Bengaluru-based MTR Foods, which was acquired by the Norwegian major Orkla ASA in 2007, recently re-branded itself followed by a plan to invest heavily in beefing up its manufacturing capacity. The new initiatives are a part of the company’s big-picture goals to distinguish itself as an innovative brand that aims to reach today’s digital-driven and younger consumers.
The company foresees a huge shift in its customer base in the next 5-10 years and is, therefore, working toward transforming its content and imagery — from product portfolio, distribution strategy to packaging and marketing communication.
“The consumers that we targetted a few years ago have undergone dramatic preference shifts. The women are no longer centered around the kitchen; they see their role as family managers and look for ways to keep the family happy and healthy. They are ready to experiment with quick, healthy and convenient meal options and we realised that ‘convenience’ has essentially become a greater driver of consumer choices,” Chief Executive Officer of MTR Foods, Sanjay Sharma, says.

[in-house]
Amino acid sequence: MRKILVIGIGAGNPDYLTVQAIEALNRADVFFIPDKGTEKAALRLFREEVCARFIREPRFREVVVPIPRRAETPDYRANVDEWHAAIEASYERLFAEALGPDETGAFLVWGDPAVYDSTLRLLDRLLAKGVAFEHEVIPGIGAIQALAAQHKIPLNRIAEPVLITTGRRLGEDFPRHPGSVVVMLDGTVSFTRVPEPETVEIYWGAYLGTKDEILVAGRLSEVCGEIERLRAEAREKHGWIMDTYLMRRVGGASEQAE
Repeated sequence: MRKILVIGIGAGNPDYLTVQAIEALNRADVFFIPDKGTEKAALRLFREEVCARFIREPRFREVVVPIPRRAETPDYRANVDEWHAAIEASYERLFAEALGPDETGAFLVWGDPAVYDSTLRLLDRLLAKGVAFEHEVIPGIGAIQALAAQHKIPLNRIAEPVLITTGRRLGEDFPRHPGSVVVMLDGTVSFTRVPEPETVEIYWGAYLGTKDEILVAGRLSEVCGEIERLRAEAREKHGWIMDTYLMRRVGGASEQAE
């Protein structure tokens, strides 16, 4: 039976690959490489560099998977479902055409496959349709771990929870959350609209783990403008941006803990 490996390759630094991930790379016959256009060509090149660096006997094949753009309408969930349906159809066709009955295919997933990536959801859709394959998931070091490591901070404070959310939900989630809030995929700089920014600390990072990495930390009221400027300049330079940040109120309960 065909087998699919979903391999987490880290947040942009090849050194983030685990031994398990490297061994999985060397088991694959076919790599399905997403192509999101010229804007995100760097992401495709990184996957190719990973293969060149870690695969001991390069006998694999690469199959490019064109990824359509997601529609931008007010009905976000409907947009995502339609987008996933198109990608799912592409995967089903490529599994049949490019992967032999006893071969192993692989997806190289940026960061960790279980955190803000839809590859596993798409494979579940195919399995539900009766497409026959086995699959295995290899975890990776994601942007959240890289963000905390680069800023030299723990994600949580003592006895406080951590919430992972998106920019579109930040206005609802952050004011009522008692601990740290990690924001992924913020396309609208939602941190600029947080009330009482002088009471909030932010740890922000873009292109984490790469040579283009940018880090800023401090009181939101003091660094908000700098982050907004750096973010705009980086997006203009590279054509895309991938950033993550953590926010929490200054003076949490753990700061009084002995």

“Today, more and more western food choices — like oats, cereals, among others — are entering her life. So we felt that given this new consumer, we needed to change the way we structure our products as well as how we communicate with our target audience,” he adds.
MTR traces its history to the 1920s when the Maiya family opened the first MTR restaurant in Bengaluru. Sadanand Maiya, son of MTR’s founder, broke off from the restaurant business to launch MTR Foods Pvt. Ltd in 1994 before selling it to Norwegian food maker Orkla ASA in 2007. Since then, the company has been working to change MTR’s image from that of a regional company to a national food products major.
MTR currently has 140+ products on offer, including ready-to-eat curries and rice, ready-to-cook gravies, frozen food, ice-cream, instant mixes, spices and a variety of pickles and papads. The products are retailed through 200,000 outlets in India and in 30 countries worldwide.